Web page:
Many will recall the ILWU (International Longshore and Warehouse Union) lockout of 2002, which shut down the west coast ports for 10 days and idled approximately 10,500 union workers, before President Bush invoked the Taft-Hartley Act and forced the parties back to the table.
Even for the relatively short time the docks were shut down, given the enormous volume of cargo the west coast handles (tens of thousands of tons a day), there were hundreds of ships stacked up for miles out into the Pacific Ocean, with hundreds more still moored at home ports around the globe awaiting word as to when the docks would reopen—all dressed up with no place to go.
Of course, during all this, the PMA (Pacific Maritime Association), the business organization that represents the shipping companies and terminal operators, was having a spaz attack. Millions of dollars an hour were being lost. The parties eventually settled their dispute and the ILWU proudly walked away with what was characterized by independent observers as a “victory for labor.”
The ILWU and PMA are currently locked into another round of contract negotiations. And even though the union’s contract has long since expired and both parties have complained publicly about the lack of movement from the other side, no one believes that another strike or lockout is imminent. The precarious state of the nation’s economy, plus the fact that the union and PMA have already settled the health care issue. more or less precludes a strike as an option.
Still, recalling Bush’s injunction, in 2002, it’s interesting to note the government’s role in labor relations. While it’s accurate to say that the U.S. government, once upon a time, supported and assisted organized labor, it’s also accurate to say that, for the last 60 years or so (certainly going back to the passage of the Taft-Hartley Act in 1947) the government and courts have systematically sought to thwart if not undermine the labor movement. Indeed, to that hackneyed question of What have you done for me lately? the government’s answer to labor would be “Nothing. Absolutely nothing.”
Okay, maybe “nothing” is too strong a verdict. Because there have been a few half-hearted attempts to assist labor, perhaps “precious little” would be the more accurate description. For example, in regard to the ILWU itself, it’s been the pro-labor Democrats in congress who have successfully held off several attempts to remove the Longshoremen from the jurisdiction of the National Labor Relations Act (also known as the Wagner Act) and place them under the auspices of the Railway Labor Act, a move that would essentially prohibit the dockworkers from going on strike.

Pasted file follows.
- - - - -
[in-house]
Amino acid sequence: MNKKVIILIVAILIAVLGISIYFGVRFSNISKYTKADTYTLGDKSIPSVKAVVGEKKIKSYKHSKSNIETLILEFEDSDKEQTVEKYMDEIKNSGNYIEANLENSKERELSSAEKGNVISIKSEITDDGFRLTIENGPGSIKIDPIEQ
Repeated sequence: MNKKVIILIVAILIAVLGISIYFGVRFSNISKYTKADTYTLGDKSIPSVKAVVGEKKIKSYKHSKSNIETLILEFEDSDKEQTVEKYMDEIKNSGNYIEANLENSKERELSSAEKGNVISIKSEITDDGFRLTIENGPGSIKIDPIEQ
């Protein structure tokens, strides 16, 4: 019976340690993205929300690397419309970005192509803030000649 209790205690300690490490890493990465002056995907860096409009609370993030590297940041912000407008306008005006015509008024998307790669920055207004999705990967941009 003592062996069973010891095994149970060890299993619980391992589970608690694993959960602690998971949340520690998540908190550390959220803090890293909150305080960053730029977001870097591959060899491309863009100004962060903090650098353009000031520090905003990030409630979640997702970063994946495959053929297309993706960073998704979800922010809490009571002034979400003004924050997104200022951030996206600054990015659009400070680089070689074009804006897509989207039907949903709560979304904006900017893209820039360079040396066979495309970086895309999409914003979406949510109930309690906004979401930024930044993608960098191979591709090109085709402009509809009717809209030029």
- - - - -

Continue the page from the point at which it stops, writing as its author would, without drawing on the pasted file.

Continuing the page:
But, in truth, since the end of World War II, on those occasions when labor hasn’t been pointedly ignored by the government, it’s been harassed and attacked by it. Taft-Hartley, right to work laws, prohibitions against strikes, rulings against labor PACs, the Landrum-Griffin Act (1959), and a multitude of missed opportunities where the NLRB failed to uphold workers’ rights—these have all combined to put unions in the position they find themselves. The grim truth is that it’s not only American corporations who fear a strong, organized labor force, it’s the U.S. government as well.
It’s been said that the passage, in 1935, of the Wagner Act was, for labor, analogous to what the Declaration of Independence was for the colonies. Although unions had been flourishing (growing in size and influence, negotiating contracts) for a full century before the New Deal, it was Wagner that energized, stimulated and, most importantly, legitimized the labor movement.
However, even though the Wagner Act gets all the credit and glory for launching the modern labor movement, it was, arguably, the lesser known Norris-La Guardia Act, passed three years earlier (1932), that truly “liberated” the unions. Named for its congressional sponsors—Nebraska Senator George Norris and New York Representative Fiorello La Guardia—the Act was important for two reasons.
First, Norris-La Guardia made it illegal for employers to use so-called “yellow dog” contracts (where companies hired new employees only after they agreed, in writing, never to join a union); and, second, it drastically limited the authority of federal courts to prevent strikes by issuing blanket injunctions against them.
Prior to the Norris-La Guardia Act, pro-business judges were notorious for cutting the legs off union members by taking away their right to strike, using the old “general welfare of the public” as their catch-all grounds for forcing the rank-and-file back to work. Strikes are tough enough to use as leverage against management, even with a level playing field; but when a judge can step in on behalf of the business community and arbitrarily end one, labor doesn’t stand a chance.
Injunctions are tricky propositions. Knowing when to step in can’t be easy. While the courts have an obligation to protect citizens from undue hardship, when is a strike a genuine “threat” to the welfare of public, and when is it merely a monumental inconvenience?
Obviously, the loss of revenue to a business or industry can’t be the determining factor, even if that loss is staggering. After all, inflicting financial punishment on the bosses via economic self-sacrifice by the workers is the whole point, isn’t it? Take that right away, and you’re left with nothing.
DAVID MACARAY, a Los Angeles playwright and writer, was a former labor union rep. He can be reached at firstname.lastname@example.org